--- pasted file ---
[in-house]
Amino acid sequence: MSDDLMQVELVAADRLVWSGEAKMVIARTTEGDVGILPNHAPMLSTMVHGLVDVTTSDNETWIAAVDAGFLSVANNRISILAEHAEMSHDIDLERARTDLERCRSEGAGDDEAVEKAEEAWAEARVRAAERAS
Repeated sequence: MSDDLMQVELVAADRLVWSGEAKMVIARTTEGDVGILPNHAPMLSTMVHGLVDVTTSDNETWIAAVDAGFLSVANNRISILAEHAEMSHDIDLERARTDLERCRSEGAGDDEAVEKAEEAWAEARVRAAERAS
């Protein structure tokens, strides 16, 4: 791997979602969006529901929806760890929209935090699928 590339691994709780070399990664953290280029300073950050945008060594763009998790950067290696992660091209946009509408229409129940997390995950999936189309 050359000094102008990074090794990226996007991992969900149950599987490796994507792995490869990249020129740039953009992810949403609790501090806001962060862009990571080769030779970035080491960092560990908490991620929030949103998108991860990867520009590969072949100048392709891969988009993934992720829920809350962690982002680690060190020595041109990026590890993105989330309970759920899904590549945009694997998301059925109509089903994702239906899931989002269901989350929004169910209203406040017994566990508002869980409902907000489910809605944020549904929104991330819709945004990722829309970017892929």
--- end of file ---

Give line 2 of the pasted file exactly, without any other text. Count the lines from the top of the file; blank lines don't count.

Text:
Amino acid sequence: MSDDLMQVELVAADRLVWSGEAKMVIARTTEGDVGILPNHAPMLSTMVHGLVDVTTSDNETWIAAVDAGFLSVANNRISILAEHAEMSHDIDLERARTDLERCRSEGAGDDEAVEKAEEAWAEARVRAAERAS